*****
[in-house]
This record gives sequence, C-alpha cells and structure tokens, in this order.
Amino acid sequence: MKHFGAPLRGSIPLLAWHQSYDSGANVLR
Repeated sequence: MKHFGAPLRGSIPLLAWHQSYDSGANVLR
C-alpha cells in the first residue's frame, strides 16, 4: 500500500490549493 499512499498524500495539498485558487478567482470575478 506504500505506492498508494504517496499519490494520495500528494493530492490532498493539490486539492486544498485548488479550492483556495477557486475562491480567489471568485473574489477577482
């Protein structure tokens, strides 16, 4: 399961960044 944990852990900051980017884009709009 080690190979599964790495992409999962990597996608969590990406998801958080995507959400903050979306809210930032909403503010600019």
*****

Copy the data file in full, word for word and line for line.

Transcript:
[in-house]
This record gives sequence, C-alpha cells and structure tokens, in this order.
Amino acid sequence: MKHFGAPLRGSIPLLAWHQSYDSGANVLR
Repeated sequence: MKHFGAPLRGSIPLLAWHQSYDSGANVLR
C-alpha cells in the first residue's frame, strides 16, 4: 500500500490549493 499512499498524500495539498485558487478567482470575478 506504500505506492498508494504517496499519490494520495500528494493530492490532498493539490486539492486544498485548488479550492483556495477557486475562491480567489471568485473574489477577482
């Protein structure tokens, strides 16, 4: 399961960044 944990852990900051980017884009709009 080690190979599964790495992409999962990597996608969590990406998801958080995507959400903050979306809210930032909403503010600019």